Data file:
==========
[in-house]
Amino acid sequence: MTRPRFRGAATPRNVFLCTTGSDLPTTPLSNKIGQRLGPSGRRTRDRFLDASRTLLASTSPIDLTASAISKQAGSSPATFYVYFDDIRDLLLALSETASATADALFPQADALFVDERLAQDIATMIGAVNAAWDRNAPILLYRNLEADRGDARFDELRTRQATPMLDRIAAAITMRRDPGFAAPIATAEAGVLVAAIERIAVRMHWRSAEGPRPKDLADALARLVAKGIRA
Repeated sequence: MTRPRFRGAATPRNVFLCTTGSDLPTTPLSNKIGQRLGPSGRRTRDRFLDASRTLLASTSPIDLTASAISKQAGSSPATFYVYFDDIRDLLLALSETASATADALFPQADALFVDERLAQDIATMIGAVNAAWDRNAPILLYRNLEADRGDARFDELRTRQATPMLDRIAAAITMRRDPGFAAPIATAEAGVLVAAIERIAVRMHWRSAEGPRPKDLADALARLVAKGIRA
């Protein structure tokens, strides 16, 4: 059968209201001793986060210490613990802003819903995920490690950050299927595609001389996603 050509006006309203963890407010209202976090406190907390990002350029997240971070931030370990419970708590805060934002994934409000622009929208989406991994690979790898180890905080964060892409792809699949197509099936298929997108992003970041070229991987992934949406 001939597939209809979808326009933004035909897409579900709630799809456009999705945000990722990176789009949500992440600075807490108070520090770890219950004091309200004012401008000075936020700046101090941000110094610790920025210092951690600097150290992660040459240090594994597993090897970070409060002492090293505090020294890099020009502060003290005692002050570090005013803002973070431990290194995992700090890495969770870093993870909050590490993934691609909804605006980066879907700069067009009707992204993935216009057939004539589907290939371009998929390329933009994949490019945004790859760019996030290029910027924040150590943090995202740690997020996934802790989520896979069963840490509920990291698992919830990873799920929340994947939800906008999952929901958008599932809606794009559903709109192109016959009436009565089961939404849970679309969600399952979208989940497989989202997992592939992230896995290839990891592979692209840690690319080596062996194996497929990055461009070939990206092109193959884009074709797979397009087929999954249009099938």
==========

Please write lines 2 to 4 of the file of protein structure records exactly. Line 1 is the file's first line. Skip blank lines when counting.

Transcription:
Amino acid sequence: MTRPRFRGAATPRNVFLCTTGSDLPTTPLSNKIGQRLGPSGRRTRDRFLDASRTLLASTSPIDLTASAISKQAGSSPATFYVYFDDIRDLLLALSETASATADALFPQADALFVDERLAQDIATMIGAVNAAWDRNAPILLYRNLEADRGDARFDELRTRQATPMLDRIAAAITMRRDPGFAAPIATAEAGVLVAAIERIAVRMHWRSAEGPRPKDLADALARLVAKGIRA
Repeated sequence: MTRPRFRGAATPRNVFLCTTGSDLPTTPLSNKIGQRLGPSGRRTRDRFLDASRTLLASTSPIDLTASAISKQAGSSPATFYVYFDDIRDLLLALSETASATADALFPQADALFVDERLAQDIATMIGAVNAAWDRNAPILLYRNLEADRGDARFDELRTRQATPMLDRIAAAITMRRDPGFAAPIATAEAGVLVAAIERIAVRMHWRSAEGPRPKDLADALARLVAKGIRA
């Protein structure tokens, strides 16, 4: 059968209201001793986060210490613990802003819903995920490690950050299927595609001389996603 050509006006309203963890407010209202976090406190907390990002350029997240971070931030370990419970708590805060934002994934409000622009929208989406991994690979790898180890905080964060892409792809699949197509099936298929997108992003970041070229991987992934949406 001939597939209809979808326009933004035909897409579900709630799809456009999705945000990722990176789009949500992440600075807490108070520090770890219950004091309200004012401008000075936020700046101090941000110094610790920025210092951690600097150290992660040459240090594994597993090897970070409060002492090293505090020294890099020009502060003290005692002050570090005013803002973070431990290194995992700090890495969770870093993870909050590490993934691609909804605006980066879907700069067009009707992204993935216009057939004539589907290939371009998929390329933009994949490019945004790859760019996030290029910027924040150590943090995202740690997020996934802790989520896979069963840490509920990291698992919830990873799920929340994947939800906008999952929901958008599932809606794009559903709109192109016959009436009565089961939404849970679309969600399952979208989940497989989202997992592939992230896995290839990891592979692209840690690319080596062996194996497929990055461009070939990206092109193959884009074709797979397009087929999954249009099938």